China will send nuclear weapons to patrol the South China Sea amid rising tensions with the U.S. over the disputed region, the Guardian reported Thursday. The area has become a point of contention between the U.S. and China, as Beijing claims it has sovereignty over the zone. The U.S. says the area is in international waters until competing land claims from neighboring countries are resolved.
Beijing is expected to send submarines equipped with nuclear missiles to patrol the region after working on the technology for ballistic missile submarines for nearly three decades. However, Chinese military authorities did not say when exactly these nuclear patrols would begin.
“Because China’s SSBNs [nuclear missile submarines] are in the South China Sea, the U.S. navy will try to send spy ships in there and get close to the SSBNs. China’s navy hates that and will try to push them away,” Wu Riqiang, an associate professor at the School of International Studies at the Renmin University in Beijing, told the Guardian.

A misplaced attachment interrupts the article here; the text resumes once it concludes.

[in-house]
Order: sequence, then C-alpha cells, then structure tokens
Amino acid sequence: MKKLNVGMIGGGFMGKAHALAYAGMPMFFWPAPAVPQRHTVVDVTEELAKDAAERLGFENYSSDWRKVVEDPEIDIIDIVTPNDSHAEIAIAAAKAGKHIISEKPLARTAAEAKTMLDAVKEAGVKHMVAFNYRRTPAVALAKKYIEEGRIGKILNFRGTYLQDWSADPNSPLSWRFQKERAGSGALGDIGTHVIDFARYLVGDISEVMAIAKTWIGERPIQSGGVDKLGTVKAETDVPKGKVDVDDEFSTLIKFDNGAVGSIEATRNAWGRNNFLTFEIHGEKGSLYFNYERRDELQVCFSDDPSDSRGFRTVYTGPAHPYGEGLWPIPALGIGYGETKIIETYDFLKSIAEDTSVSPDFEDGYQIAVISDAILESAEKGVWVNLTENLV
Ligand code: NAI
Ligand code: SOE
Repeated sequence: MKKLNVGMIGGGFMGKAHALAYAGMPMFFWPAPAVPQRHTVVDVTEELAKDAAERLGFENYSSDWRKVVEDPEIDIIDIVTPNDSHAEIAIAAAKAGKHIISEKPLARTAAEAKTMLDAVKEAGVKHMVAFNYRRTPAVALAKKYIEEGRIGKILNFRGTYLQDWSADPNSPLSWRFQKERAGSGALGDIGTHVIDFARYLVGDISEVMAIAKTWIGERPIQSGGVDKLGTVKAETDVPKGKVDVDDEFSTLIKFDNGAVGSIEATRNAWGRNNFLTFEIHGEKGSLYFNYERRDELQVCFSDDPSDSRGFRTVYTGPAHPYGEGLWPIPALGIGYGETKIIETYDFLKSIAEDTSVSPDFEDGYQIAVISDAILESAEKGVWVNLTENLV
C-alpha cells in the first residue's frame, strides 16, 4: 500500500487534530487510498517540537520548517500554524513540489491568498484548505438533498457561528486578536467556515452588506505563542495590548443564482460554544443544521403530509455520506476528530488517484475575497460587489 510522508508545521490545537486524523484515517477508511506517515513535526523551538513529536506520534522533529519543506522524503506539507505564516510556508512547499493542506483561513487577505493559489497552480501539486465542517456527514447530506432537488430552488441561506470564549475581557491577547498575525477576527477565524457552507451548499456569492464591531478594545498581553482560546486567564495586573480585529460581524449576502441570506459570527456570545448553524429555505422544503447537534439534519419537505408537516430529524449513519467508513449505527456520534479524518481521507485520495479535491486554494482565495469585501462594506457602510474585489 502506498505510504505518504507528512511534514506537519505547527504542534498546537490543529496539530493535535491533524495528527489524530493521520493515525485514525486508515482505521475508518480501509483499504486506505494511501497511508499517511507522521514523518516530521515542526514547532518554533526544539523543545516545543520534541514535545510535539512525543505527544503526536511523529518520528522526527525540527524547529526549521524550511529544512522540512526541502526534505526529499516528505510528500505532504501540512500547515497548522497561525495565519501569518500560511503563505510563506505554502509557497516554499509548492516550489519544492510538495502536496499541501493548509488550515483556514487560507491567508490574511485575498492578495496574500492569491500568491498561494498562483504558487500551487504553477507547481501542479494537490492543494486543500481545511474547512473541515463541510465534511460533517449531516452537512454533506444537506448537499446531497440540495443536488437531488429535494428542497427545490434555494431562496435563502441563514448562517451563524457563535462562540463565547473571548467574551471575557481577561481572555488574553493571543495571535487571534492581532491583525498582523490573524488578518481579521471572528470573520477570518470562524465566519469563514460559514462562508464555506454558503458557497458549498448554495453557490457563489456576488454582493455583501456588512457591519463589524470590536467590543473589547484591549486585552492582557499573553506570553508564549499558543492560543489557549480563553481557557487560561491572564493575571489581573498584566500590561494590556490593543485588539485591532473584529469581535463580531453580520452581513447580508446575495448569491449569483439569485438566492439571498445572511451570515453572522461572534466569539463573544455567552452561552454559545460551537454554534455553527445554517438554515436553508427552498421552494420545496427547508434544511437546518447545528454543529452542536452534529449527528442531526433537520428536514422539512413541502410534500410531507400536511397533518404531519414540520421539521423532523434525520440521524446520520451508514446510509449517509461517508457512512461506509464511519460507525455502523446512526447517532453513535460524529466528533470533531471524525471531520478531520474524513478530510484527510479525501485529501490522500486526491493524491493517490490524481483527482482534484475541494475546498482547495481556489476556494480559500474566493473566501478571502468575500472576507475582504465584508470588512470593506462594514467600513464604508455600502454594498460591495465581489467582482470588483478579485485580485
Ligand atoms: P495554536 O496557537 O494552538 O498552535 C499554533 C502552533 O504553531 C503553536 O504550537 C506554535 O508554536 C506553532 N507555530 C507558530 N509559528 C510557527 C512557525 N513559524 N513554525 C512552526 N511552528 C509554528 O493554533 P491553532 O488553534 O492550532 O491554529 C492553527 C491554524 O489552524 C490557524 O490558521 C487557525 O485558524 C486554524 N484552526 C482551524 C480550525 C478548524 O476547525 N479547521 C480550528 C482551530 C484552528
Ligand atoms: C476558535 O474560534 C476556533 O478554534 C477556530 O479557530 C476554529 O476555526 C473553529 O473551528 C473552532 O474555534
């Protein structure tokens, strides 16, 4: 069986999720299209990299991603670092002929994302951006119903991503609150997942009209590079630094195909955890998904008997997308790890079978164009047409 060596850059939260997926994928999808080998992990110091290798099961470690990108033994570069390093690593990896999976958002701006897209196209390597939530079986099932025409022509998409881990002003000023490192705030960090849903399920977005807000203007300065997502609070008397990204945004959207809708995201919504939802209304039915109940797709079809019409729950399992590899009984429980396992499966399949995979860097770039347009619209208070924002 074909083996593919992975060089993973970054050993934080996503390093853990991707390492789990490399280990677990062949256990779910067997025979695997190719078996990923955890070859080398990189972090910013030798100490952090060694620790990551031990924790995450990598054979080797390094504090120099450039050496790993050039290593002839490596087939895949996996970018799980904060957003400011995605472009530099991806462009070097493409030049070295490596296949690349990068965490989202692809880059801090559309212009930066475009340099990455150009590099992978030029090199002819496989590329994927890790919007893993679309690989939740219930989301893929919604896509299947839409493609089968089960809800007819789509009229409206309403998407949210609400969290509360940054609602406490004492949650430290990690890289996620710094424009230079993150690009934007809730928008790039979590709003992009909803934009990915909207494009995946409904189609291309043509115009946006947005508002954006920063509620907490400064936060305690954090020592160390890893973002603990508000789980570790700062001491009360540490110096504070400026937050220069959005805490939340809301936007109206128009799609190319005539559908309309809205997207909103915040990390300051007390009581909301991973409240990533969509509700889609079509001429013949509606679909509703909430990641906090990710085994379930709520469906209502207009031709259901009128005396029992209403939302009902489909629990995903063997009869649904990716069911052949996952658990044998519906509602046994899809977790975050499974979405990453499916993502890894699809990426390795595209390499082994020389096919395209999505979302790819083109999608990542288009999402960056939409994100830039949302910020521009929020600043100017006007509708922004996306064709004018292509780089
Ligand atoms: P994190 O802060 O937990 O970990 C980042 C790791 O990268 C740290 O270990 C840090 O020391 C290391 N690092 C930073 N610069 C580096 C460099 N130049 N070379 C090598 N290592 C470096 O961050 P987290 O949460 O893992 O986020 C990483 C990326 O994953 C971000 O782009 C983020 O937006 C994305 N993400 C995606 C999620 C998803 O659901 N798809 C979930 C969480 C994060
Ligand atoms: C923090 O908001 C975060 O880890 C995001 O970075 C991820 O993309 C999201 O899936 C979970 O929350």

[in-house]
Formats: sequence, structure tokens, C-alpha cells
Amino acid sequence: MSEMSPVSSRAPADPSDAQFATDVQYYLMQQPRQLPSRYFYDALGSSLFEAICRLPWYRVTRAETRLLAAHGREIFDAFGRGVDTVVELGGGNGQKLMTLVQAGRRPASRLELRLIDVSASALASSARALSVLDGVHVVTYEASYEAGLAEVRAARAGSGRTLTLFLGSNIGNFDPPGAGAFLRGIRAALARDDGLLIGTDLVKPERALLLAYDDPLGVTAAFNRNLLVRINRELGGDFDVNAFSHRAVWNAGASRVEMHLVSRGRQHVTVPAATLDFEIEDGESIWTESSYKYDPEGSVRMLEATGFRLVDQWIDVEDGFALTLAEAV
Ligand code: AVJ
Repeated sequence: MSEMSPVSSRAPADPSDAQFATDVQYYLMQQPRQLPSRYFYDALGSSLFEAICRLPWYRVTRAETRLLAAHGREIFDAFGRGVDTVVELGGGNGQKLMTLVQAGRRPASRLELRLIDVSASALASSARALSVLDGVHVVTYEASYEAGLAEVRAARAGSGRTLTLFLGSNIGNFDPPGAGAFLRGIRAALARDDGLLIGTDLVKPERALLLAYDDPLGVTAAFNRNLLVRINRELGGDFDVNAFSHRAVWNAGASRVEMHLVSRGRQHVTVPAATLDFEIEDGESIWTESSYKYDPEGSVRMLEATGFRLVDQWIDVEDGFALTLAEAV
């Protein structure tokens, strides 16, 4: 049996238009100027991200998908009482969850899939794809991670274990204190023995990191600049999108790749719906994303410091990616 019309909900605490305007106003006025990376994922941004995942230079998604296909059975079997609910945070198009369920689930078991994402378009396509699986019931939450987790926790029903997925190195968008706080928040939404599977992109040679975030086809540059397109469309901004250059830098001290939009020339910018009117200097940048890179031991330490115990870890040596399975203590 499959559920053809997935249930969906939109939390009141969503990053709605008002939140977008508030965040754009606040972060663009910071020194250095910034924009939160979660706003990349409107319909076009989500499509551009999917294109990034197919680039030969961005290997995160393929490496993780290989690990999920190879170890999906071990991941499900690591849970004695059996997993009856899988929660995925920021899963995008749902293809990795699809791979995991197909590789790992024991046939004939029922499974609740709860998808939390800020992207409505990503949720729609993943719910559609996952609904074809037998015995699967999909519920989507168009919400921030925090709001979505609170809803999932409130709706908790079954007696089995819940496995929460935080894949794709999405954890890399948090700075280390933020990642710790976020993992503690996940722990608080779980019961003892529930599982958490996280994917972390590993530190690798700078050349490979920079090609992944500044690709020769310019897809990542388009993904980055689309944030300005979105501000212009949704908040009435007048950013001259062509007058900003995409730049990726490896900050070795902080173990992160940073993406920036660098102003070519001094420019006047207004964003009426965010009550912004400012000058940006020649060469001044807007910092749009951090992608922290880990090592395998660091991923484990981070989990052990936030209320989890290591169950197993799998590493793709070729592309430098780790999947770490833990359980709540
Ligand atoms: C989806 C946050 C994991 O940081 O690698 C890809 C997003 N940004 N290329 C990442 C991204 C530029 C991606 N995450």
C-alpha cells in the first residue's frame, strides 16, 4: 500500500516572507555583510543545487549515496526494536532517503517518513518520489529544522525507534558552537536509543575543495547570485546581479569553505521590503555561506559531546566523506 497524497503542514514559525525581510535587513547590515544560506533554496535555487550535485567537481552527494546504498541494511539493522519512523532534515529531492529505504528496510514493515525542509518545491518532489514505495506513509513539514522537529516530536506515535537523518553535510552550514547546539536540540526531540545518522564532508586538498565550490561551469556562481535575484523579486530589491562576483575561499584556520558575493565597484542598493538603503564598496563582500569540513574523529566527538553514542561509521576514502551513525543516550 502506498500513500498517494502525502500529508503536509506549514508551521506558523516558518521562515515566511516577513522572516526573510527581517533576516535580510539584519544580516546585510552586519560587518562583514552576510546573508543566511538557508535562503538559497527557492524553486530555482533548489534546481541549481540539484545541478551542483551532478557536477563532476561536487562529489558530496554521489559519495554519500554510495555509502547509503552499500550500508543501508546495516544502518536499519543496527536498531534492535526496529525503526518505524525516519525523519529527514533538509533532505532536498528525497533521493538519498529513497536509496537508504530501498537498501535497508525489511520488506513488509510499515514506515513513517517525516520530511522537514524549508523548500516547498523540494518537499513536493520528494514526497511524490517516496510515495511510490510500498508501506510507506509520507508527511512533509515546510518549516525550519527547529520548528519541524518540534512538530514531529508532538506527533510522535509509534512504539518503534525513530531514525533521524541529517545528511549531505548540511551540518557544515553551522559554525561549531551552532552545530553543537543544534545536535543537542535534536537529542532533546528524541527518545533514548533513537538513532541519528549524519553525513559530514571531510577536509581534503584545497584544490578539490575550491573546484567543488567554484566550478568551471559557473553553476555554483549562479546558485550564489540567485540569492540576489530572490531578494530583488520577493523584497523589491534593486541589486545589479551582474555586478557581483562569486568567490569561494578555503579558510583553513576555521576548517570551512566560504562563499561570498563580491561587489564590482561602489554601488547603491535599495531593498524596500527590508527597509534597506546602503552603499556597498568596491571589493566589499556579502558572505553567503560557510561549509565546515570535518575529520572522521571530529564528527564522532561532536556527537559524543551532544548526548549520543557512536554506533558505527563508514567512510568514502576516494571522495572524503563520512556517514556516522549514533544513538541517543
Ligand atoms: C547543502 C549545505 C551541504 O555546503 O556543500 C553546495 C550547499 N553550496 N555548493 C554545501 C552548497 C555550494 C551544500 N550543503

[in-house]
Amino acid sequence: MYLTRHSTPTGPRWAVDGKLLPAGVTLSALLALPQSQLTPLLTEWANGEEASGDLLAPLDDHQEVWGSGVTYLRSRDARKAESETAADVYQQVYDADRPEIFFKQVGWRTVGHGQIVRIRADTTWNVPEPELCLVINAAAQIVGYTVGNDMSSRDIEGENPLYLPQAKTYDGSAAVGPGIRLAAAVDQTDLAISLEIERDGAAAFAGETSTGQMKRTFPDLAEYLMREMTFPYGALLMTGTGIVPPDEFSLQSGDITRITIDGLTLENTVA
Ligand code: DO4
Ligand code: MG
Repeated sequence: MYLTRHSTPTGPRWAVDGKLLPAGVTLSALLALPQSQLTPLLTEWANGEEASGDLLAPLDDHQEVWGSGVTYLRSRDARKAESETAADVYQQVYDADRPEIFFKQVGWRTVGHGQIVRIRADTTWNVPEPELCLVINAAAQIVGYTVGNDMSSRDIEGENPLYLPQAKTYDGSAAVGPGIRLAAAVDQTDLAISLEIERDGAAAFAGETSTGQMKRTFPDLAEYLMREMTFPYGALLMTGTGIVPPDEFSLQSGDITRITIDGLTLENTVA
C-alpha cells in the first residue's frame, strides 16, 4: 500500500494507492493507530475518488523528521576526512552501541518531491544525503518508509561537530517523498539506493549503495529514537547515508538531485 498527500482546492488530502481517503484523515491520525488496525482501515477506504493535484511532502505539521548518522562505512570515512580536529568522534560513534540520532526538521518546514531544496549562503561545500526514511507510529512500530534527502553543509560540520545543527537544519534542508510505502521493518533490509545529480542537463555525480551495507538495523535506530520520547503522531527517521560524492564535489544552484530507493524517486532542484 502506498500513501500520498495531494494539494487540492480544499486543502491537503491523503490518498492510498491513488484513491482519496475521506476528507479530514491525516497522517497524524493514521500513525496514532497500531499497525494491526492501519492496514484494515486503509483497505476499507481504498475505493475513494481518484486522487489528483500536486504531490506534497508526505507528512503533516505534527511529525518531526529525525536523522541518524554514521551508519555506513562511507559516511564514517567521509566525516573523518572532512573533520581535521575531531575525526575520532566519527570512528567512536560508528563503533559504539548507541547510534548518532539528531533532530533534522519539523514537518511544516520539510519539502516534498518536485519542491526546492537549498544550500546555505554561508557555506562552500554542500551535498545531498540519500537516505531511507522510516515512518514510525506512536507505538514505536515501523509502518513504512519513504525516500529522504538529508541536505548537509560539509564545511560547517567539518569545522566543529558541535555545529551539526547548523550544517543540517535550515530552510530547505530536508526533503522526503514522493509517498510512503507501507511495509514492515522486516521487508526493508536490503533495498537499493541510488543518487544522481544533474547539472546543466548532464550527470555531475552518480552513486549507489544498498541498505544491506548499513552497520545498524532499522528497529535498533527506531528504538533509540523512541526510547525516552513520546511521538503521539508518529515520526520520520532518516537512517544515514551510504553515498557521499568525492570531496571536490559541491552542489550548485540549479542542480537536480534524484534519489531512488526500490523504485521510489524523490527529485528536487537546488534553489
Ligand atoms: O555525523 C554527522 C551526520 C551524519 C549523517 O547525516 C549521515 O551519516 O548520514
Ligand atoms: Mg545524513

China has submitted a vast land claim over the region and sought to bolster that claim by building artificial islands in the South China Sea, including the Spratly Islands. While the islands are small and mostly unpopulated, they sit in the middle of popular trade routes and could also contain precious natural resources. The Philippines, Vietnam, Malaysia, Taiwan and Brunei, have also submitted competing claims over some part of the region.
The U.S. has accused China of militarizing the zone, and the U.S. military sent ships to sail through part of the South China Sea that Beijing claims as its own as a way to insist that the region is in international waters. The announcement of the planned use of nuclear-armed submarines came little over a week after two Chinese fighter jets nearly collided with a U.S. military reconnaissance aircraft in the region.